Work-Life Balance Tips for Small Businesses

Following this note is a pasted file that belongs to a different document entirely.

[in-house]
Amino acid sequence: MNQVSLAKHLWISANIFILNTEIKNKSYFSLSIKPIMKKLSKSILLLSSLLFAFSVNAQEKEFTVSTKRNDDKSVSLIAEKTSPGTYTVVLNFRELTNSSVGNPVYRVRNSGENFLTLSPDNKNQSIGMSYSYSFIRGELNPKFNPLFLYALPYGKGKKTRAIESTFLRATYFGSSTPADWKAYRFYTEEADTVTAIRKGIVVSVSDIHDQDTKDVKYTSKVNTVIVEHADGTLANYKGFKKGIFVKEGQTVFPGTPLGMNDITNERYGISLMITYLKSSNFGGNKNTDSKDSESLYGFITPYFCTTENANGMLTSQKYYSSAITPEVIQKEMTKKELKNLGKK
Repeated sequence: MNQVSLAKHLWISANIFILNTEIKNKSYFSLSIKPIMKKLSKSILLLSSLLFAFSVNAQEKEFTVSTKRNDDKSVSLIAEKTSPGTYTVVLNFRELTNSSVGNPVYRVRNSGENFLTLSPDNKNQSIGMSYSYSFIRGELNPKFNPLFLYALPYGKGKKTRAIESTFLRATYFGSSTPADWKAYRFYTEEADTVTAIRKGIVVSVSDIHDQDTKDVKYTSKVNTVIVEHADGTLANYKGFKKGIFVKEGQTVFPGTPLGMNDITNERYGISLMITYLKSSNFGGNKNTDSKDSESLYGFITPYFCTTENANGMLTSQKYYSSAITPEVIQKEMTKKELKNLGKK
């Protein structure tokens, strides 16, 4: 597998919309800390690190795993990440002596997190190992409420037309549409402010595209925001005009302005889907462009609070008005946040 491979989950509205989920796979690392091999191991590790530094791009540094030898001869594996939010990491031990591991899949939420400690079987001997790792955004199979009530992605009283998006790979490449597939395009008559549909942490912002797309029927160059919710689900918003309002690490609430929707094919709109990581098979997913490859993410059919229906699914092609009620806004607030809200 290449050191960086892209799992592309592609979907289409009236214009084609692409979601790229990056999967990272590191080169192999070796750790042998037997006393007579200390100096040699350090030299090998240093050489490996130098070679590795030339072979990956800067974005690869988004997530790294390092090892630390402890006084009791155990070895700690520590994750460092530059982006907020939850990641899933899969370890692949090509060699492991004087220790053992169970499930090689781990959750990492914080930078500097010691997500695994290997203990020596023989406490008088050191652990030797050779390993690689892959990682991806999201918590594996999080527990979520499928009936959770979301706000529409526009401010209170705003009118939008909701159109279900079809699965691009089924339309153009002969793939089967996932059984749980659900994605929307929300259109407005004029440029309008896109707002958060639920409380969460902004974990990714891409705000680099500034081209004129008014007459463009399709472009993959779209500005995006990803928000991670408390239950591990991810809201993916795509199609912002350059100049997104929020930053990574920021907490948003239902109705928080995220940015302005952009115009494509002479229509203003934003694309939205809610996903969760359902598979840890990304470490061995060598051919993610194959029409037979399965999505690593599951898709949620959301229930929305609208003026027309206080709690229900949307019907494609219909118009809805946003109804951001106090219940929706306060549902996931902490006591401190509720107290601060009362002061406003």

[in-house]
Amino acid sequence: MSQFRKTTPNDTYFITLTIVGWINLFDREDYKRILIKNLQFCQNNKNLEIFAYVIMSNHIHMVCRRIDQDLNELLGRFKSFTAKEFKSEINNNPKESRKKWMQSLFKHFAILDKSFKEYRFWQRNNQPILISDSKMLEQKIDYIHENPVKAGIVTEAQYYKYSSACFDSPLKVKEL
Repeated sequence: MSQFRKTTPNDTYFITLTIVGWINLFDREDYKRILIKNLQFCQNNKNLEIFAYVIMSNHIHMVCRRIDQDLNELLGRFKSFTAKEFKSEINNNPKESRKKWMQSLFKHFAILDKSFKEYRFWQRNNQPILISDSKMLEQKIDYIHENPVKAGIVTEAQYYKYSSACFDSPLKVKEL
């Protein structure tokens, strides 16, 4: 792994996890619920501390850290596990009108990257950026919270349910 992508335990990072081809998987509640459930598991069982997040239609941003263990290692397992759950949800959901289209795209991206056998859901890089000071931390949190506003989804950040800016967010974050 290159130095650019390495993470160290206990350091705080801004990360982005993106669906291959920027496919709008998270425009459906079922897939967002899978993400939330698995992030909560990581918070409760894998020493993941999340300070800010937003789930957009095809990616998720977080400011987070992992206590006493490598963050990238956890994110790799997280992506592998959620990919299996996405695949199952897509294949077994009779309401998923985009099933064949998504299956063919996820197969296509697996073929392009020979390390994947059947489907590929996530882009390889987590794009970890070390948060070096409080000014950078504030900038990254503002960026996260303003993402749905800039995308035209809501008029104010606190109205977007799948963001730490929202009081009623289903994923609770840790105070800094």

People involved in small business get a bad rap for their workaholic ways. You know because you either know someone who is involved in small business or you are that person. Let’s look at some facts about small businesses in San Diego and then ways people involved in small business everywhere can a better create work-life balance.According to the U.S. Small Business Administration, 99.9-percent of the 27.5 million businesses in the United States are considered small firms with fewer than 500 employees*. According to the San Diego Regional Chamber of Commerce, the majority of companies in San Diego County are small businesses with 50 employees or less. One out of every five small businesses in San Diego County are in the business services segment which includes consulting, engineering, accounting, research and management. The additional types of business segments in descending size order are wholesale trade, manufacturing / repair, transportation, consumer services, specialty construction, builders, retail, finance/real estate/insurance and an “other” segment (the unclassified small businesses in the county). In San Diego County, the average number of people employed by a small business is 7.3 people.Everyone related to small business – the owners, the employees, the people who cater to and support small businesses – here are three tips for more balance in your life:1. Schedule time off. Small business owners value the importance of sticking to a schedule and deadlines. Decide how much time you can schedule to relax, be social or spend time with family in the next week and also how much time you would ideally like to have for such activities in the future. Then, schedule time away from work. Maybe this upcoming week you can only dedicate one hour away from everything work related; block out that hour on your calendar immediately. Knowing that your ideal amount of time is two full weekdays per month, a small business owner can set aside those specific dates in February now. Once those days are on the schedule, they must be respected as if they are meetings with the most valuable client. Commit to taking the time off for the things that matter most outside of business and protect that scheduled time.2. Turn off the cell phone. This goes for small business owners and anyone who has ever thought about work outside of the workplace. Especially when spending time with others outside of working hours, turn off the distractions of business. By removing the distractions of phone calls, text messages, instant messages, e-mails and phone alerts for a short time, you can truly relish in your time away from the office.Do you (or the small business owner you know) feel anxiety rise up inside of you when you merely consider turning off your phone? What if you took up the challenge of turning your phone off for one hour next week? Maybe it’s turning off the phone for the hour you’ve scheduled for yourself and your family. Maybe you turn off your phone before you fall asleep or leave it off while you get ready in the morning. Another suggestion is to shut off your phone during your commute if you drive. Since you shouldn’t be on it if you are driving, turn it off and turn up your favorite tunes. Whenever you decide to turn off your phone, you are claiming that time for yourself, which is a crucial piece of the work-life balance equation.Once you’ve turned on your phone again and realized that your business or work hasn’t imploded or exploded, your anxiety will be less the next time you cut off this type of communication. And what if your business does start to implode or explode? If you are not the sole person in your business, then someone will get ahold of you through your significant other, neighbor, friend, coworker or someone will show up where you are to tell you. If you are the sole person in your business, find another business owner in the same situation and work out a trade where you ensure each other’s businesses don’t go awry. Which brings us to the next point.3. Appoint a second-in-command for when you are inaccessible. You will take time off whether it’s an hour next week or a full month next year, and you don’t want to worry about your work during that time. That would eliminate the balance. Select a second-in-command and let the person know in what circumstance they will be in charge and how to reach you if a true emergency arises. (You may want to clarify what you consider an emergency with this person.) Let everyone in your company and important vendors know who is in charge in your absence moving forward. That way if something comes up in the hour you are in a business meeting or at your child’s play or in the month you are on vacation abroad, all employees and important vendors will know who to go to. Your second-in-command acts like the gatekeeper to your time away and assesses when he or she needs to contact you. Finally, when setting up your away messages with the times and dates you will be out of pocket, list your second-in-command’s contact information. Your away message may be on your website, in your social media messages, in an e-mail bounce-back message, on your store’s door, and on the phones in your business. If you’d like that breath of fresh air without the worry, then take the steps needed to prevent work from finding you unnecessarily while you are claiming more life in your work-life balance.With the majority of businesses in United States and in San Diego County operating as small businesses, work-life balance is necessary to continue and grow. By scheduling time off, turning off the cell phone and choosing a second-in-command, you can protect and freely enjoy your time away from the small business you run, work for or support. Here’s to work-life balance in small businesses everywhere!* The U.S. Small Business Administration sources data from the Office of Advocacy estimates based on data from the U.S. Dept. of Commerce, Census Bureau, and trends from the U.S. Dept. of Labor, Bureau of Labor Statistics and Business Employment Dynamics.